Aside from the theoretical/substantive interest, there are two methods points worth noting. First, their raw data on salaciousness is a set of three Likert scales: sex, violence, and cussing. The natural thing to do would have been to just treat these as three continuous variables or even sum them to a single index. Of course this would be making the assumption that effects are additive, linear, and the intervals on the scale are consistent. They avoided this problem by creating a massive dummy set of all combinations of the three scores. Perhaps overkill, but pretty hard to second guess (unless you’re worried about over-fitting, but they present the parametric models too and everything is consistent). Second, to allow for replication, Olav’s website has a zip with their code and data (the unique salaciousness data, not the IMDB data that is available elsewhere). This is important because as several studies have shown, “available on request” is usually a myth.
| Gabriel |
A few months ago, The Chronicle had a very interesting article on generation gurus, who claim insight into the “millenials,” or as actual social scientists boringly call them, “the 1980s and 1990s birth cohorts.” Lots of organizations, including college admissions boards, are really interested in these gurus’ advice on how to understand the kids these days. (Which reminds me of the obnoxious creative team of Smitty and Kurt, who were brought on to Sterling Cooper to sell Martinson’s coffee to the Pepsi generation).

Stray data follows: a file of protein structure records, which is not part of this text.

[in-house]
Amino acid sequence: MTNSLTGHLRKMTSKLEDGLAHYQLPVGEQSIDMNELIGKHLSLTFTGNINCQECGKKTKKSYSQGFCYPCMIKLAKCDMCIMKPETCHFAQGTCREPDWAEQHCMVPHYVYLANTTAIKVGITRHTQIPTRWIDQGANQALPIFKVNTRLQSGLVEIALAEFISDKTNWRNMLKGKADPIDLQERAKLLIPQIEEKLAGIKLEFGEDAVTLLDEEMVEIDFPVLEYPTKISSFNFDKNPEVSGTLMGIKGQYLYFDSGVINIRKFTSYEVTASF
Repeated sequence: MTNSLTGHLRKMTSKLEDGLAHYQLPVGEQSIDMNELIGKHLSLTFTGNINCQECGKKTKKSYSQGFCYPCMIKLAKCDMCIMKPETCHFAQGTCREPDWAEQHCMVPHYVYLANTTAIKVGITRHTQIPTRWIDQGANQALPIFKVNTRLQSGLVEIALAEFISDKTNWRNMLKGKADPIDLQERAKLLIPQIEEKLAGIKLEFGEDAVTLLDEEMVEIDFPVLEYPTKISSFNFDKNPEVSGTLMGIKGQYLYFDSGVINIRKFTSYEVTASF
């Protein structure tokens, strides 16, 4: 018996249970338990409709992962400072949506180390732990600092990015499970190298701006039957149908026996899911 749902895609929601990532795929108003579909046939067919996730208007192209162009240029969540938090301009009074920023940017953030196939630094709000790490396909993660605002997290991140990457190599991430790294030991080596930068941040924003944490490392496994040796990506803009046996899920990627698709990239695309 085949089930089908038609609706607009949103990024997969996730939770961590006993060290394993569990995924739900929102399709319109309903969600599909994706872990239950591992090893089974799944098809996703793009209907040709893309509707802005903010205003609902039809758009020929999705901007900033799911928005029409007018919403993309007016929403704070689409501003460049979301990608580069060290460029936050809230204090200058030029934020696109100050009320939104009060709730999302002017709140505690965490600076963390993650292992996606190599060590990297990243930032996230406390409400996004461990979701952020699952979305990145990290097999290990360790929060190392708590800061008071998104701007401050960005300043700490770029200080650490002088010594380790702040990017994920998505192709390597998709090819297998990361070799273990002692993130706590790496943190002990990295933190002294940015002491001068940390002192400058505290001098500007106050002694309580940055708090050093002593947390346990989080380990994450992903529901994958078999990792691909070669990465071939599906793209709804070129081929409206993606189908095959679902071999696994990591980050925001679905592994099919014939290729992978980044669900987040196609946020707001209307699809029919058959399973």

I remember way back when I was in high school reading a long-form magazine article (The Atlantic?) on Howe and Strauss and I thought it was a great theory, in part because some of the details seemed like they were (or ought to be) true and in part because the generational dialectic struck me as plausible. Basically they say that idealistic generations are followed by cynics who in turn are followed by pragmatic workhorses who are in turn followed by idealists, with the mechanism being that each generation reacts against its parents’ excesses. According to this schema, the reason I grew up listening to Nirvana was as a reaction to the “All you need is love” stuff of the boomers.
When I got all growed up and actually started dealing with, you know, systematic data, I was more than a little disappointed that while cohort change is not always linear, it is basically monotonic and it is definitely not cyclical or dialectical. I’m primarily an orgs guy rather than a people guy, but I’ve still done some moderately extensive age/period/cohort stuff with the GSS and SPPA and on everything I looked at (mostly social attitudes and cultural consumption), there’s absolutely no evidence whatsoever for the Howe and Strauss dialectic. So for instance, if you look at strong preference for opera and classical you first have to limit the data to BA or higher education (less educated people don’t like this music regardless of cohort) and then you see a clear trend that the music is popular with educated people born before 1950 and unpopular with educated people born after 1950. There is no distinction between “boomers” and “gen X” in the data, and in fact older boomers are still into high culture. The only issue that I’m aware of that even vaguely approximates the Howe and Strauss model is abortion attitudes, but a) the cohort effects on abortion attitudes are weak and b) the effects of cohort on other sex/reproduction opinions, like gay marriage, are monotonic.
So given that the empirical evidence for these ideas is so weak, why are college administrators, marketers, etc, so into it? I think the answer has to be that it was facially plausible and more importantly that it was pretty clear. A money quote from the article is:
Amid this complexity, the Millennials message was not only comforting but empowering. “It tickled our ears,” says Palmer H. Muntz, director of admissions and an enrollment-management consultant at Lincoln Christian University, in Illinois. “It packaged today’s youth in a way that we really wanted to see them. It gave us a formula for understanding them.”